Monday, August 2, 2010

Silverlake Architecture Tour

There is a lot of famous and infamous architecture in the LA area. I have been lucky enough to see a lot of the buildings on various trips, but have never been on an official architecture tour there. I decided to go this time. Because there is so much to see, there are a lot of tours to choose from. After consulting with my friend, Geoff, I decided to take the Silverlake Neighborhood tour. This is where a lot of midcentury modern architecture was developed. Architects like Richard Neutra, Schindler and Lautner did a lot of work here.
It's hard for us to imagine how ground breaking they were at the time. Now it looks ordinary and passe. But simple, clean modern lines, lots of glass, floor to ceiling windows, indoor outdoor living, all of that was new then. I promise this is just HIGHLIGHTS! She showed us a LOT!
We started by looking at the Astro drive in. One of the many, "space age" designs that was supposed to be very futuristic. This one is pretty well preserved.

So this is a very famous house by Richard Neutra. It overlooks the Silver Lake Resevoir that the neighborhood is named for. You were meant to sit on the upper floor at floor level and look out at the view.

This is a new library in Silverlake, complete with a Richard Neutra quote.

New library.

Part of the Neutra Colony. He built homes on several adjoining lots. He sold to Japanese Americans right after WWII when they still weren't allowed to own land in California. He put their american born children's names on the deeds. This is two adjoining houses. His son, Dion Neutra built a few homes in the area too and he still lives in his. He is 86.

Neutra colony home.

A home by Schindler, the upper one with all the glass. The street side has no windows, looks like one story and is very plain and private.

Looks like the Brady Bunch house!

The view, Silverlake Resevoir.

An art deco decoration on an apartment house. The lady who comissioned the apt's insisted that her brother in laws art work be included. Notice the balcony railings, they wouldn't meet code today.

Goodwill store in the postmodern style, where industrial materials themselves are used in a way to be decorative. Inside the store, on the ceiling, even the shiny insulation is showing as a decorative element. This was from the 90's and the start of when duct work was left open and visible.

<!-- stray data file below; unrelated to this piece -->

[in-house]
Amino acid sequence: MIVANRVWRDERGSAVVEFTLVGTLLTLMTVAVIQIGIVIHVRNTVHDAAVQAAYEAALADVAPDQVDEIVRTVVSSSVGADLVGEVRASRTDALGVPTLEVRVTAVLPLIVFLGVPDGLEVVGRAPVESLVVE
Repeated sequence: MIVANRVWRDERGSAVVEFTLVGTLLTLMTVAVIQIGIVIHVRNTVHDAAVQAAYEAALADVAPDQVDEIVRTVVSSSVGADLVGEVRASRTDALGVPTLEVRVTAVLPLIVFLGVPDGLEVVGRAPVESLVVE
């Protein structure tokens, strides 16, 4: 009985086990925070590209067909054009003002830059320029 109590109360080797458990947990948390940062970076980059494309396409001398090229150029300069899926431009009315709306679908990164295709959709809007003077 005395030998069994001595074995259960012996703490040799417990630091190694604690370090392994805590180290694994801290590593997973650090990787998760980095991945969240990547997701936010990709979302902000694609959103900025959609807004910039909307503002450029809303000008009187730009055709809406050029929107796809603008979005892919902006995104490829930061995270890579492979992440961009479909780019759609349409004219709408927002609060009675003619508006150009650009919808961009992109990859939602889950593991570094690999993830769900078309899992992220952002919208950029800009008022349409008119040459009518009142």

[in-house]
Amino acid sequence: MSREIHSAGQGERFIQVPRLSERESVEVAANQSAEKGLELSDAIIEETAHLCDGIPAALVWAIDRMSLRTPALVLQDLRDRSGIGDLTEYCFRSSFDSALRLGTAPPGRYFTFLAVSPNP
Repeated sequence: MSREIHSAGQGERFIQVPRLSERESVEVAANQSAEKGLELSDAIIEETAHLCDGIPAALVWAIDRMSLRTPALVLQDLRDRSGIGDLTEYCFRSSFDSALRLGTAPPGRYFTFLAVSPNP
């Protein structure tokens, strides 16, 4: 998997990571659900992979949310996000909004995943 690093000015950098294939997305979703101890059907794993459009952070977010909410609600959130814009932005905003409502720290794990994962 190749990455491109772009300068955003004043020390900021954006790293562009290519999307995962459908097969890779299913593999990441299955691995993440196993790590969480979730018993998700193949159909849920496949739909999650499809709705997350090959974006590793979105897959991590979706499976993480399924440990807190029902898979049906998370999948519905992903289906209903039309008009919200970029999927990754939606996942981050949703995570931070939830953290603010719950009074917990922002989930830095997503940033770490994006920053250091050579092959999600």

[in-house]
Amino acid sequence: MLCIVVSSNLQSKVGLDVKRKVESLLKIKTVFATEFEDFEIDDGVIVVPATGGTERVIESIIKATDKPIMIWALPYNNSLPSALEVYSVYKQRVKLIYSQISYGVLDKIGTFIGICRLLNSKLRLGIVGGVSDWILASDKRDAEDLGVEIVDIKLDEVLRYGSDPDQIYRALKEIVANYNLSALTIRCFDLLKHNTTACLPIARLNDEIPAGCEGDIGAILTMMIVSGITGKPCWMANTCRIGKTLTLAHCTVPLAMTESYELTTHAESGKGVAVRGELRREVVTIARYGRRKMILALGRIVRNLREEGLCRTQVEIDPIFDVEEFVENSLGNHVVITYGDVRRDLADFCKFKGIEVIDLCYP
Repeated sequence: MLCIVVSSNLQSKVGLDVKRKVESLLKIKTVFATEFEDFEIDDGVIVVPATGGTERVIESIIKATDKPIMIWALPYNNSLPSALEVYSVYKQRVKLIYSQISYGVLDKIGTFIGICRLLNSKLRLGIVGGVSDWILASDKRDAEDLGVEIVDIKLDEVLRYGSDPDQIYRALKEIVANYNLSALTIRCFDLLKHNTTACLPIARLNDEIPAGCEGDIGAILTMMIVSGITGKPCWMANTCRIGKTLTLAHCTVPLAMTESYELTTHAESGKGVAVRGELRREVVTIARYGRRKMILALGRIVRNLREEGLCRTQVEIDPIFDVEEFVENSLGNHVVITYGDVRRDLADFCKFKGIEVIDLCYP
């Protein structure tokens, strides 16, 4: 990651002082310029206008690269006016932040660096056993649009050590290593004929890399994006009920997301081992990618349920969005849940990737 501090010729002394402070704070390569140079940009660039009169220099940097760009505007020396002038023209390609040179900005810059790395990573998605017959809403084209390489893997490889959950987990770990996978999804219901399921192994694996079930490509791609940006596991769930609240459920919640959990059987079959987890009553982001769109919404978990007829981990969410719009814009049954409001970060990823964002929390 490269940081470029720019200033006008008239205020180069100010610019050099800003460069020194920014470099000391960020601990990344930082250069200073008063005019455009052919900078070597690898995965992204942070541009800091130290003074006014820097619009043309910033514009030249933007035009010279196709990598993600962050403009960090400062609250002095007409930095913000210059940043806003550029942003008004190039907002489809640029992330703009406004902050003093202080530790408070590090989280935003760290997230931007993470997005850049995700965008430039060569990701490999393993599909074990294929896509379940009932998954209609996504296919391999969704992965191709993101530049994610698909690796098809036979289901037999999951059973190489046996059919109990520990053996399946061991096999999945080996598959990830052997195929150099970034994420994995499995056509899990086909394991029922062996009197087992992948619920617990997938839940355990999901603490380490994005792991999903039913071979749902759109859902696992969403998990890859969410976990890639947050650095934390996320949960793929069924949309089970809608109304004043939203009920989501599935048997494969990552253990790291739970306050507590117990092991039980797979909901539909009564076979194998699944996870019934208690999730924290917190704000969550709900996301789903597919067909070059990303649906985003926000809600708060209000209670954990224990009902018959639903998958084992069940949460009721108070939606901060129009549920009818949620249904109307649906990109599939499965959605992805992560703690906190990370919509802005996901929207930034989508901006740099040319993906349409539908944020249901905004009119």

The Ennis house, by Frank Lloyd Wright. It is one of his textile block houses, not really a good choice for earthquake prone LA. He didn't have them use mortar or rebar. It's pretty cool though. It's huge, 5000 sq feet, with beautiful views. It's owned by the Ennis house foundation now, but the neighbors aren't allowing any tours. They need millions to restore and fix it, but not being able to do tours really cripples their ability to raise any money.

Gate at Ennis house.

Ennis house from below.

Los Feliz apt building. Notice effects of using different cultural elements. These apts are really tiny, like 350 sq ft.

Frank Lloyd Wright JR. Used roof tiles as window screen.

This high school was built to look "English". Many famous folks went here including Leonardo Di Caprio. She said he dropped out though. The outside, field scenes of the movie Grease were shot on the grounds here.

Schindler house.

Ocean liner style of architecture.

There are some homes in the area that they think were done by "set designers" and have a storybook look. One is called sleeping beauty's cottage. These are called the seven dwarves homes.

Hollywood High School

Fun mural

We had a fabulous dinner, here, in Chinatown after our tour.
Fun day!


Modernesia said...

Great photos! Must have been a cool tour. Thanks for sharing!

Suzanne Barker said...

Whoops, I misidentified one Lautner house as a Schindler. Can you guess which one?

Anonymous said...

So what kind of textile block is that, or what is it made from?

Bandanamom said...

I'm super jealous of this!!!!! How fun!

Scott said...

I too have taken the L.A Architecture tour. The lady who runs it is top notch! I love her! You took a picture of the front of a house (the one with the colorful fence) that wasn't included on the tour. I was shocked to see it posted here because I took a pic of the very same house during a visit to L.A several years ago when I was just driving through random neighborhoods in the Hollywood Hills (I think it was in the hills). Very cool.

Suzanne Barker said...

Thanks for visiting Scott!